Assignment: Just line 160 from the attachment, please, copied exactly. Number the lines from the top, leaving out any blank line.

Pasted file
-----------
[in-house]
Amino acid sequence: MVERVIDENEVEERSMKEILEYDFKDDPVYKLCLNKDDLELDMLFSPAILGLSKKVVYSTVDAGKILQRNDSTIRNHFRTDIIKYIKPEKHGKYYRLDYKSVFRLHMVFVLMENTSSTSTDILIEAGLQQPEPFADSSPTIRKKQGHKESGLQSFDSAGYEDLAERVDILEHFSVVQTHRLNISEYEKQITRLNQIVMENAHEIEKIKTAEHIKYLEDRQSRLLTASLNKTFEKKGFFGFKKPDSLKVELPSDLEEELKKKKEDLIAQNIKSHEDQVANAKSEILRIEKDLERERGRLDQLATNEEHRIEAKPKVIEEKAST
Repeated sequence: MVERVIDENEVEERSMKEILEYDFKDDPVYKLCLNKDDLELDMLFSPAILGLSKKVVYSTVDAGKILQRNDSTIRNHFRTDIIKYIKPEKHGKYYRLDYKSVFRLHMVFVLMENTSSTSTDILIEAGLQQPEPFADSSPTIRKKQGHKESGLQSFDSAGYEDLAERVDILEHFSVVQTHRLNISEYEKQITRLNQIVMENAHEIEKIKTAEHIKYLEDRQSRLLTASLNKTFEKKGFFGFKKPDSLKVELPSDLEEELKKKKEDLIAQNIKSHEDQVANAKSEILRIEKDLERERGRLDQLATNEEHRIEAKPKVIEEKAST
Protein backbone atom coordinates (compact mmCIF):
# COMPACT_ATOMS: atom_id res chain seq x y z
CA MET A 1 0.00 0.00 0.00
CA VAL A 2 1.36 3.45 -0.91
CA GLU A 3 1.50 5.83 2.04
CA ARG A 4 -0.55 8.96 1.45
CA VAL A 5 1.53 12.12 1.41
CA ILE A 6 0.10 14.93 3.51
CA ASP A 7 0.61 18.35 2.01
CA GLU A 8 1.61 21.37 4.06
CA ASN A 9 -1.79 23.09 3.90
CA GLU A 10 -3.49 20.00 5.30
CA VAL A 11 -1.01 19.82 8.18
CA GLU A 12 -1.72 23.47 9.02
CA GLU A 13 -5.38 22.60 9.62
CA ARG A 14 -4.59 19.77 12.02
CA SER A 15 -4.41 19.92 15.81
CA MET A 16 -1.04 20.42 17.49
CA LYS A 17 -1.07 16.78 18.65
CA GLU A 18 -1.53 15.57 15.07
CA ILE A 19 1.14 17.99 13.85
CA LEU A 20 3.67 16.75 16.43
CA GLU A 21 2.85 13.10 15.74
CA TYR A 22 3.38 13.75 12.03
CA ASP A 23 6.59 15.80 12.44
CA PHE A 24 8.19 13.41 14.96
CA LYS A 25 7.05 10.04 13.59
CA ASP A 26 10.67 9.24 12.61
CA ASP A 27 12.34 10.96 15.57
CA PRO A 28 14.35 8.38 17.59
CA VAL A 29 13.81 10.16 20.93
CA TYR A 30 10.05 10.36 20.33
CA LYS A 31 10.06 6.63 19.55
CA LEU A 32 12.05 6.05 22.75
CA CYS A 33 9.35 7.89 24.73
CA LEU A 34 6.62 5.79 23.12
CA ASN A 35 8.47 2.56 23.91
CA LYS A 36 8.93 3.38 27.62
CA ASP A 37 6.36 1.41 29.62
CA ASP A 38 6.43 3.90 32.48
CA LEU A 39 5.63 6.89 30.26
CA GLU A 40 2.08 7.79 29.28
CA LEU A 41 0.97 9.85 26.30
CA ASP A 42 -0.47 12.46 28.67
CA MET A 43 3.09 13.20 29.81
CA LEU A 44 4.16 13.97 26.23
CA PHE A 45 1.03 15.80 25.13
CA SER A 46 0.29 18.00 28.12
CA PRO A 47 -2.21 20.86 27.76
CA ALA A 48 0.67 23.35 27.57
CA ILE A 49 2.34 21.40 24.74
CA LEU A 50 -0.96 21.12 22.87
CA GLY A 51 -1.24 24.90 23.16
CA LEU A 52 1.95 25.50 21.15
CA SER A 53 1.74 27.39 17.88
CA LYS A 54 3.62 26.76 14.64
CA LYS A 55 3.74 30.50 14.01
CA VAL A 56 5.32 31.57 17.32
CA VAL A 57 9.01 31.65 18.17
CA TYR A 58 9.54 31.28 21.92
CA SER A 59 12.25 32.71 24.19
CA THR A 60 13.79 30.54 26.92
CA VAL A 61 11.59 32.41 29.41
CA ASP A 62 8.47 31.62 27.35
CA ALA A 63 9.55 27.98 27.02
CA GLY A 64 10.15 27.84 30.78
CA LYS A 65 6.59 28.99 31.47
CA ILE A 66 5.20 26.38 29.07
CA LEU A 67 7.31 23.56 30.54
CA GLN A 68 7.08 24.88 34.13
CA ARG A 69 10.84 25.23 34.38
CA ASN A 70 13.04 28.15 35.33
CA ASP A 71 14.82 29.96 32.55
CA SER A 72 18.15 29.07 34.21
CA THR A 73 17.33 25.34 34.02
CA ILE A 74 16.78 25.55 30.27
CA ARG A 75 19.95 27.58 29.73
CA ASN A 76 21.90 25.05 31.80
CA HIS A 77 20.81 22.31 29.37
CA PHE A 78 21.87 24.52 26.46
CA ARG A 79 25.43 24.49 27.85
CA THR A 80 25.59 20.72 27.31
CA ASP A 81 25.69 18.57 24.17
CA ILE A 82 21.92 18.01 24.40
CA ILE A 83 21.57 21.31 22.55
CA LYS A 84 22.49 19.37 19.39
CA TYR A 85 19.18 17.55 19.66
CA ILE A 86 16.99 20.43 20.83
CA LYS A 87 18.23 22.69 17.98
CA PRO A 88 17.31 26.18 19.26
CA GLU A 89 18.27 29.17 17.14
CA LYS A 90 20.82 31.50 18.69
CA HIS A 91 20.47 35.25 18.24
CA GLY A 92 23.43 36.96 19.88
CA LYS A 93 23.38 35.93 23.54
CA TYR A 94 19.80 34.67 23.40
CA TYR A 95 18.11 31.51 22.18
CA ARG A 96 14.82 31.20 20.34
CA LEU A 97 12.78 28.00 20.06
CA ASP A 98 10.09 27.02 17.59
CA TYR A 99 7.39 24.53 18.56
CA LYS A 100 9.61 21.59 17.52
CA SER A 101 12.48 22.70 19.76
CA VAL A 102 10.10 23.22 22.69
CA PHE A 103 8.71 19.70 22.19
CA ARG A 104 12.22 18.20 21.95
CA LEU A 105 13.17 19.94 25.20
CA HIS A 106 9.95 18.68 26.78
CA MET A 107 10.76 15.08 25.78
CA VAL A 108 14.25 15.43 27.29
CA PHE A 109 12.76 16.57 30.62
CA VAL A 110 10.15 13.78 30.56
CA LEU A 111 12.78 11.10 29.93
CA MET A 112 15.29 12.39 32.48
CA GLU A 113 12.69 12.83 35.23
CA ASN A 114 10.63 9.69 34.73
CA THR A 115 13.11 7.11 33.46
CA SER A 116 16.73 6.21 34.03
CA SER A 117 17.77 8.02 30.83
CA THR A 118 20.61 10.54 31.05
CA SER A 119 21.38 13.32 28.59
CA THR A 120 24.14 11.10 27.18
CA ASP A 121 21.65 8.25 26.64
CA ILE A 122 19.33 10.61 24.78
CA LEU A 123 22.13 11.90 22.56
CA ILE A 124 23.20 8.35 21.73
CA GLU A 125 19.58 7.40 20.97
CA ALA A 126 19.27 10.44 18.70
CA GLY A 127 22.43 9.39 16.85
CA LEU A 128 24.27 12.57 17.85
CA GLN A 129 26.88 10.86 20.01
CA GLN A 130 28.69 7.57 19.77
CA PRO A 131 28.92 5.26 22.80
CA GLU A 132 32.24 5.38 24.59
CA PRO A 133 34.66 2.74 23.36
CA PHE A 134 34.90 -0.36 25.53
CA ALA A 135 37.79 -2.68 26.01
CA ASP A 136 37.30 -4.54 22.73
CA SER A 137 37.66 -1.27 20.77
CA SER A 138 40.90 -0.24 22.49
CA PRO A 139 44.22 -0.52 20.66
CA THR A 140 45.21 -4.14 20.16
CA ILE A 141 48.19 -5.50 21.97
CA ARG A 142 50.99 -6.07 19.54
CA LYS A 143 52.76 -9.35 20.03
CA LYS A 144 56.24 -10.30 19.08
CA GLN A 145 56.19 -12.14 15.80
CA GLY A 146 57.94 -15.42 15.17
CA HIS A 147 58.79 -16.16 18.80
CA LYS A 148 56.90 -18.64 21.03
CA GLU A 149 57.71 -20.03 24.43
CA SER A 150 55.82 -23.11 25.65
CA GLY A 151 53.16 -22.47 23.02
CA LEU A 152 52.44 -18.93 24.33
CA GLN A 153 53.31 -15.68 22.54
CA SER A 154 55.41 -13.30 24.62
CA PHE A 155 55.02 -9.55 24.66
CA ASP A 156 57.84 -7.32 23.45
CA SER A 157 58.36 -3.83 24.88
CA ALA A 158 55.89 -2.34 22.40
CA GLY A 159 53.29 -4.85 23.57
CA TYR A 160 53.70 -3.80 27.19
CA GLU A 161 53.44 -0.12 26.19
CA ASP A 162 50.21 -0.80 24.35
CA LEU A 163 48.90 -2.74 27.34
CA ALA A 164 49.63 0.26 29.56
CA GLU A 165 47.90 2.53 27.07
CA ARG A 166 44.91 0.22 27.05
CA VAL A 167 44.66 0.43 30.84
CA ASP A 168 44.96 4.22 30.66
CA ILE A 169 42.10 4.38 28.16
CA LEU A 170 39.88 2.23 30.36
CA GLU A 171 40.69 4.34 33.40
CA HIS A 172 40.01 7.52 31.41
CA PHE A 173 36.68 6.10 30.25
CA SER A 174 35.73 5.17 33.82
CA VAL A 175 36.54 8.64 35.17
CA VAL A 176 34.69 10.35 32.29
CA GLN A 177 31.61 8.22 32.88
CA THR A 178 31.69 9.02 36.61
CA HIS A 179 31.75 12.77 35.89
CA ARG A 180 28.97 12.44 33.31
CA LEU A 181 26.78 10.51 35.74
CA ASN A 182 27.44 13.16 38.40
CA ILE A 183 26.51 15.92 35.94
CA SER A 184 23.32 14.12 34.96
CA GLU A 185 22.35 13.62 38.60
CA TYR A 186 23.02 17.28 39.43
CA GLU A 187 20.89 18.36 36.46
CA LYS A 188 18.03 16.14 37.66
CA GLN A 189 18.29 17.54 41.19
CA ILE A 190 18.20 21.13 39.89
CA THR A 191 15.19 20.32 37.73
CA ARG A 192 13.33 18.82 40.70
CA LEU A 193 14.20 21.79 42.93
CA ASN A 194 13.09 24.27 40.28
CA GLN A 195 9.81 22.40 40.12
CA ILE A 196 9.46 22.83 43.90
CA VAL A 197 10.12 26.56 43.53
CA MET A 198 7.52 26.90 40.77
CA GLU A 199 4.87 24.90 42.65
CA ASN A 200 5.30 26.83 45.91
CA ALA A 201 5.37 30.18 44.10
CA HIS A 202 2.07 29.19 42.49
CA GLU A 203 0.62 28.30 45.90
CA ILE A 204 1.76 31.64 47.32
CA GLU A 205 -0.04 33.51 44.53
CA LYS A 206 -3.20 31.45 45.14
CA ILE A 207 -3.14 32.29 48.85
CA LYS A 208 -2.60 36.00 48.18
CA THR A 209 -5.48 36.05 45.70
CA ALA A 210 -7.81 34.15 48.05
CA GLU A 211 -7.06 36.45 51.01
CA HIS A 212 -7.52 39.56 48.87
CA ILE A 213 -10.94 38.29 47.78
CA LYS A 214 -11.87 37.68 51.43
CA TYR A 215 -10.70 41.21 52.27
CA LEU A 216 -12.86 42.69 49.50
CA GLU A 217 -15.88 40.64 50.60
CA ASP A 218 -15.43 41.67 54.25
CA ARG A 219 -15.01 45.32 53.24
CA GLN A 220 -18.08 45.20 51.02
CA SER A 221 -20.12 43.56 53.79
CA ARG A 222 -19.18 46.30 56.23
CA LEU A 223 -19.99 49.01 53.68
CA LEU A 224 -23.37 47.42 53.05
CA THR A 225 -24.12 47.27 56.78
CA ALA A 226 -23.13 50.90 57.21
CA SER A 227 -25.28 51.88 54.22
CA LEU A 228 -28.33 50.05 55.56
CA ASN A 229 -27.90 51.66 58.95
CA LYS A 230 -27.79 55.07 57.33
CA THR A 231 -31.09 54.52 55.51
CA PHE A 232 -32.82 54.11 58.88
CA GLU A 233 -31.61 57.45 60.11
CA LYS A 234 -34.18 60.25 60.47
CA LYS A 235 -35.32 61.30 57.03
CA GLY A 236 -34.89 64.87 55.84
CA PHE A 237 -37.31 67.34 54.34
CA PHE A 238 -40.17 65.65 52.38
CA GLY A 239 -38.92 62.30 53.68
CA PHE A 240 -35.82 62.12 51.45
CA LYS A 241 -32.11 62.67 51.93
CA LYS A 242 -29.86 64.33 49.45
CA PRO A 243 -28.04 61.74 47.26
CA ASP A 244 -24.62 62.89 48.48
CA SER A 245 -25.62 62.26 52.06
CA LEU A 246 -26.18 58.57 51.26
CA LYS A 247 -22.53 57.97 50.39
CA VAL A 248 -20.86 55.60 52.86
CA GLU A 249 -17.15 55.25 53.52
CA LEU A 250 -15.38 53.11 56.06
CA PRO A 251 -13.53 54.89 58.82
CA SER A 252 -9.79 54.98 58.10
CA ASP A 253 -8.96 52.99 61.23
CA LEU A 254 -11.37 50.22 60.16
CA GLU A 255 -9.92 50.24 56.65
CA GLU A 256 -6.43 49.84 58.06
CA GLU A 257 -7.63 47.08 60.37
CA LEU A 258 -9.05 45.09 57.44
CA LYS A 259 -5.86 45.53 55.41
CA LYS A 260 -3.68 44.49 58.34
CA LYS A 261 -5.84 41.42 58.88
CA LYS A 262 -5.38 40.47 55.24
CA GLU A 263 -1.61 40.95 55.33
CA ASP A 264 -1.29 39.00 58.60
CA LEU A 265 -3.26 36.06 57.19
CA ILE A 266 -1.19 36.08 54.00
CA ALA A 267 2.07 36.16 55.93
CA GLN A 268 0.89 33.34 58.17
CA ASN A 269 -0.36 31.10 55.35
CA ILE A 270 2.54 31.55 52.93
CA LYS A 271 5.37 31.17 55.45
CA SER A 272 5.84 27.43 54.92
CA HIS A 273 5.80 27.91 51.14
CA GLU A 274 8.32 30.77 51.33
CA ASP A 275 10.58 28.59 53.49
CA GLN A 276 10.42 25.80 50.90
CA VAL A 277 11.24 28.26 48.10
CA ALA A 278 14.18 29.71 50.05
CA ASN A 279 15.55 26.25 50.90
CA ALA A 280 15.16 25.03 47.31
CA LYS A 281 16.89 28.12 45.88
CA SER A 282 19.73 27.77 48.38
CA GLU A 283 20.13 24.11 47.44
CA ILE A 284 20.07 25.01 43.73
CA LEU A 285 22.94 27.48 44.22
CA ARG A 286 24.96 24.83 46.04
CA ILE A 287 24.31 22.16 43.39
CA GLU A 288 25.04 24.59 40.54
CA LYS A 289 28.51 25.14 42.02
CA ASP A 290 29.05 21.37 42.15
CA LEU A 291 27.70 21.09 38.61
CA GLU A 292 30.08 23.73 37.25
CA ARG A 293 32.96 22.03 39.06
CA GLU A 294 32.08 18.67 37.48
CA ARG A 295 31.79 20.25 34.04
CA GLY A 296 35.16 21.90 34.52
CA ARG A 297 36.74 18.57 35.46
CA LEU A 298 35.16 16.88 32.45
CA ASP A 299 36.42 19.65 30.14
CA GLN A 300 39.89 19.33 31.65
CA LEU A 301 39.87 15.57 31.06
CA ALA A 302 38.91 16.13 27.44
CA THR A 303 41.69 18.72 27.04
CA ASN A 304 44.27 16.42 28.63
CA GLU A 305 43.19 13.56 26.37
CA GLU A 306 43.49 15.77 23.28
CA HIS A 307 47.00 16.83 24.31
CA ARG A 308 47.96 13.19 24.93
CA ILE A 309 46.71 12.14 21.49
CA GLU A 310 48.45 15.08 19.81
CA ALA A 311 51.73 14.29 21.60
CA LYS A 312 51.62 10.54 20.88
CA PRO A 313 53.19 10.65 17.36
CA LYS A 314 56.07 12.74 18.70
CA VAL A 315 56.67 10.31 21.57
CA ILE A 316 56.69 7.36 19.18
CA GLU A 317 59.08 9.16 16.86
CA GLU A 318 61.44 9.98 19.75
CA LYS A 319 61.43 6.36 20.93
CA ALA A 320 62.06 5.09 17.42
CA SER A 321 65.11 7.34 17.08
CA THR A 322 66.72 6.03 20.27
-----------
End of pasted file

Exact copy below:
CA PHE A 155 55.02 -9.55 24.66